Multidisciplinary Perspectives on the Disappeared
Missing Persons centres its attention on the people who seek others, and explores how scientists, law-enforcement agents, and researchers serve and relate to those who miss. This multidisciplinary volume both attends to the varied circumstances of disappearance and illustrates how disparate contexts connect, making for a valuable comparative resource in criminology and forensic anthropology, science, and psychology classrooms.
“Derek Congram has created an important resource for methodologists, applied researchers, and students alike. This well-written edited volume provides coverage of a number of important issues relating to missing persons who may have been victims of criminal acts. Its breadth and scope and the variety of data explored will provoke both thought and emotion. This text helps us think more clearly about important issues in relation to people who go missing in areas such as armed conflict, repressive regimes, and mass fatality incidents, as well as the dedicated effort to find and identify their remains.”
—Dr. Karen Shalev Greene, Director of the Centre for the Study of Missing Persons, University of Portsmouth
“This book’s multidisciplinary perspective makes it a valuable reference for anyone interested in the study of the missing and disappeared. The integration of multiple perspectives, contexts, and methods in this text is refreshing, and the chapters on Canadian contexts remind us that we have our own sad history of missing individuals, many of whom remain yet to be found and identified.”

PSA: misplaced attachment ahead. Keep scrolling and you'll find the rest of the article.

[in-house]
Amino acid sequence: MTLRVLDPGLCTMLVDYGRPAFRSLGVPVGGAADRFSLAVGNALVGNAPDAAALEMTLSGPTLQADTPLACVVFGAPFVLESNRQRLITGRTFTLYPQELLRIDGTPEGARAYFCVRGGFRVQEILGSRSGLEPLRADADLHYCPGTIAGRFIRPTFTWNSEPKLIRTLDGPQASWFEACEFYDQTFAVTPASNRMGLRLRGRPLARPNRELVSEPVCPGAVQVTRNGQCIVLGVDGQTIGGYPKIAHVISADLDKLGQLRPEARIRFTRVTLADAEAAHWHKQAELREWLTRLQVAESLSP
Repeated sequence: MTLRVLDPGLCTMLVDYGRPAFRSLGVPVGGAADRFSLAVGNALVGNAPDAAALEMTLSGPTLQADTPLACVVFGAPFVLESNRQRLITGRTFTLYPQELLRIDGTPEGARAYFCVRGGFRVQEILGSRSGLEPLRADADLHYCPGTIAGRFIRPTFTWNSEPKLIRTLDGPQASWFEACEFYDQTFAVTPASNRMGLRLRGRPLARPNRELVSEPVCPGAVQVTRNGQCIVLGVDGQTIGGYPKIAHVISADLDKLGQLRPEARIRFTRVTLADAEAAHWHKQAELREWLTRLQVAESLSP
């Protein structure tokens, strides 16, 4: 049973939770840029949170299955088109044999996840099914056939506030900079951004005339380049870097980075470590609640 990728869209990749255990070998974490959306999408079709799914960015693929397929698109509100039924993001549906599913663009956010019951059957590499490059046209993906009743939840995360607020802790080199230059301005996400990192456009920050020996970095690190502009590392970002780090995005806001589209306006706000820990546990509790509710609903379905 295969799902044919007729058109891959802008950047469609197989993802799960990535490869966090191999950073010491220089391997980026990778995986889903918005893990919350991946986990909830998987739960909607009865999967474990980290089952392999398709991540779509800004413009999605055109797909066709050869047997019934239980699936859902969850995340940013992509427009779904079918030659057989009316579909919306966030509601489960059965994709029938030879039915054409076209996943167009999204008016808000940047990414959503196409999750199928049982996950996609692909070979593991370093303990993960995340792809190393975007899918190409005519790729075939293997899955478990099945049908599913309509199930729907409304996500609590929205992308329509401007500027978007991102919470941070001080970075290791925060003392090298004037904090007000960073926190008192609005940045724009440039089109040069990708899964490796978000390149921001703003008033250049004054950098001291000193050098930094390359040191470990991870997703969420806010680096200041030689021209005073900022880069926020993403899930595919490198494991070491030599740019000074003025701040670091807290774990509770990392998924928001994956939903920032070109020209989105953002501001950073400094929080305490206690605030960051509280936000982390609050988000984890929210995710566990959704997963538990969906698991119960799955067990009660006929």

—Dr. Anne Keenleyside, Faculty of Anthropology, Trent University
“Missing Persons provides multi-dimensional perspectives on the missing, examining the viewpoints of the relatives of the missing, of society as a whole, and of the scientists who search for the disappeared. The contributions from international experts exemplify issues surrounding family support, trauma, and the identification of the deceased. The case studies, which span different geographical areas and chronological periods, bring a message of hope in their portrayal of the many efforts to find the missing and bring them justice.”
—Dr. Nicholas Marquez-Grant, Forensic Archaeology and Anthropology, Cranfield University